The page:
Petaluma student Violet Wang goes to Washington
Co-chair of the Petaluma Regional Library Advisory Board, Co-captain of the Casa Grande Academic Decathlon Team, Lead Commissioner of the Petaluma Youth Arts Council. Petaluma high school student Violet Wang already holds several impressive titles, but her newest one may be the most exciting yet.
Wang was recently named a California delegate for the competitive U.S. Senate Youth Program, one of just two in the state, which includes a $10,000 college scholarship and week-long trip to Washington D.C. in March.
“Coming from a town like Petaluma, just getting the opportunity to go to D.C. is a once in a lifetime experience,” Wang said.
The Casa Grande senior will join 103 other delegates in the nation’s capitol for whirlwind crash-course in governance, public policy and public service. She will attend briefings and meetings with senators, the president, a Supreme Court justice, cabinet members, and leaders of federal agencies and national media organizations.
Both California student delegates will be celebrated by the State Board of Education during its Jan. 8-9 meeting in Sacramento, before jetting off to the capital Mar. 7-14
The U.S. Senate Youth Program was founded in 1962 in order to give students a deeper understanding of the federal government and encourage them to pursue careers in public service. In order to apply, applicants must demonstrate experience holding an elected or appointed position and be able to demonstrate academic interest and knowledge in government, history and politics.
For Wang, an aspiring lawyer and army officer, the program is a dream come true. She is planning on studying history and public policy at Duke University next fall, and has her eyes set on joining the Army ROTC program on campus.
She said she first learned of the opportunity after winning a $3,000 scholarship from the National Foundation for Women Legislators, which took her to the group’s annual conference in San Antonio, Texas. Soon after one of the elected women mentors suggested she apply, Wang busied herself gathering application materials and drafting personal essays.
Among the 400 students she advises, Casa Grande High School Counselor Shana Friedman said Wang has always stood out, recalling meeting her during her first day on the job in 2018.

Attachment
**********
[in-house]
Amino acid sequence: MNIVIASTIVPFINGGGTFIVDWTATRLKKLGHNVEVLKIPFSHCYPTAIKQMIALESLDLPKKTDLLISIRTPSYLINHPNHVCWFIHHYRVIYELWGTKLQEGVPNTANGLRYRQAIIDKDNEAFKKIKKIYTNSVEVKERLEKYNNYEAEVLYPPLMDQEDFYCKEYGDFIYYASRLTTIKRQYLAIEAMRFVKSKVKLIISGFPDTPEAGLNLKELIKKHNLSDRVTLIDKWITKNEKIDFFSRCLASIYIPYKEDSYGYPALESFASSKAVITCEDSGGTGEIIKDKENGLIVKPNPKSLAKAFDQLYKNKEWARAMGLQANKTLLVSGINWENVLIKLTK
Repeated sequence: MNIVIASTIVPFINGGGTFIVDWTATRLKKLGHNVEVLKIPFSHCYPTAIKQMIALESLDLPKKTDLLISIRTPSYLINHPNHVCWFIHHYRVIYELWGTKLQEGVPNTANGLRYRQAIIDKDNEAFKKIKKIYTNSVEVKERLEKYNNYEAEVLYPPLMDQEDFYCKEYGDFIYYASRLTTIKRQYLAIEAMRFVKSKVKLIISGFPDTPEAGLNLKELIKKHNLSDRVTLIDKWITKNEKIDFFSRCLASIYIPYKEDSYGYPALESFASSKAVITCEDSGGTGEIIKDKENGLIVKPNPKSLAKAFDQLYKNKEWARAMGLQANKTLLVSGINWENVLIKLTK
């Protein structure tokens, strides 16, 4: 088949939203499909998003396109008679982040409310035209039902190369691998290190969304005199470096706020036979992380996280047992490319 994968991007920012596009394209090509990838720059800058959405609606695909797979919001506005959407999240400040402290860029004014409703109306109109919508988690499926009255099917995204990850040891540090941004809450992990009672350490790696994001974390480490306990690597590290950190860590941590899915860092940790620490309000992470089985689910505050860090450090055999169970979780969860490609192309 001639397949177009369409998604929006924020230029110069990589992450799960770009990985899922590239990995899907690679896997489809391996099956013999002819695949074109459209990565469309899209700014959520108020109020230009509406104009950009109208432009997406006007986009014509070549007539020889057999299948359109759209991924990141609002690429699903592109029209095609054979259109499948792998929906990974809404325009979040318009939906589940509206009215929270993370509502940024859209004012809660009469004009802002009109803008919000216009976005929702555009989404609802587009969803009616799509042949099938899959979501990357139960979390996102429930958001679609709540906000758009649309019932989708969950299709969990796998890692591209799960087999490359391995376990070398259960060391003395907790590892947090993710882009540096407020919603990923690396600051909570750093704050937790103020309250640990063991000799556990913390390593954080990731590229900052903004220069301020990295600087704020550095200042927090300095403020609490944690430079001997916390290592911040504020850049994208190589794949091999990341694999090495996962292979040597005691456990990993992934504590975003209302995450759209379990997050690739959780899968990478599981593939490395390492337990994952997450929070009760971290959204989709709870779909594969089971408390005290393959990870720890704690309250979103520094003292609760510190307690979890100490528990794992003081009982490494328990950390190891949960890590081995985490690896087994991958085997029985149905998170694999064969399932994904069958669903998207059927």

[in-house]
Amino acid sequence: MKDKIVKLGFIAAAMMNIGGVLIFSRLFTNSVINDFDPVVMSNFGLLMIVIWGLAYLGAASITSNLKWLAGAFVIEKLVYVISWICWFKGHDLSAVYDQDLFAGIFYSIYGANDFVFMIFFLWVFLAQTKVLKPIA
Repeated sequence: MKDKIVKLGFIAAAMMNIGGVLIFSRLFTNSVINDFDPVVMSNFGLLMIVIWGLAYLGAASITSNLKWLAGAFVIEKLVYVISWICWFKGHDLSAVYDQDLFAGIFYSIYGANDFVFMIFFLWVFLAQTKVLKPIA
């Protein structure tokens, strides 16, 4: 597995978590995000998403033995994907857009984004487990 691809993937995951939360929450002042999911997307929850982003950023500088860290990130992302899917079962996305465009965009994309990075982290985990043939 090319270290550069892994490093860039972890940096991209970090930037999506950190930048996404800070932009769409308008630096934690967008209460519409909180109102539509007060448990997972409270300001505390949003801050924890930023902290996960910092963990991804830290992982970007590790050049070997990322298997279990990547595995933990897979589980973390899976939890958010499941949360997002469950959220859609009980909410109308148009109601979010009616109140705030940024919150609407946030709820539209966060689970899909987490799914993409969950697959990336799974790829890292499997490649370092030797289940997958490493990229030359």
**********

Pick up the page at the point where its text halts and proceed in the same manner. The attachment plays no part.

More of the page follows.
“What really sets her apart from most of her peers is how involved she is in activities both on campus and outside of campus,” Friedman said. “It’s not just the depth of involvement but also the breadth of activities she participates in.”
While the experience of spending a week in the nation’s capitol is exciting, Wang said she’s most looking forward to meeting peers with similar interests and learning their perspectives on politics and governance.
This curiosity in others and in discovering new ways to look at the world is partly influenced by her involvement with the Petaluma Regional Library, where she said she was introduced to a wider swath of Petaluma.
“Serving on the advisory board of the library, I’ve been able to learn a lot about diverse populations in my community and learn about groups that I may not have known about otherwise,” Wang said.
In her work around the community, Wang has focused on drawing attention to inequality and injustice, especially among those that are economically disadvantaged. Her primary goal while working with the library has been to offer more free test preparation materials, providing students an opportunity to prepare for standardized tests without shelling out hundreds on classes or books.
“She’s very skilled in seeing a need in the community, taking that and making it something actionable,” Friedman said. “She really cares a lot about the Casa Grande community, as well as Petaluma’s youth community.”
In addition to her role on the Petaluma Regional Library, Wang is co-captain of the Varsity Girls Swim Team and volunteers with Petaluma City Schools and the Petaluma Valley Hospital. Friedman estimates Wang has completed over 800 hours of community service in and around Petaluma.
“During the fires in 2017, it was great to see how the community came together to be supportive and inclusive, and that’s what inspired me to become more involved,” Wang said. “I think becoming involved in the community is one of the most empowering things you can do.”
(Contact Kathryn Palmer at email@example.com. On Twitter @KathrynPlmr.)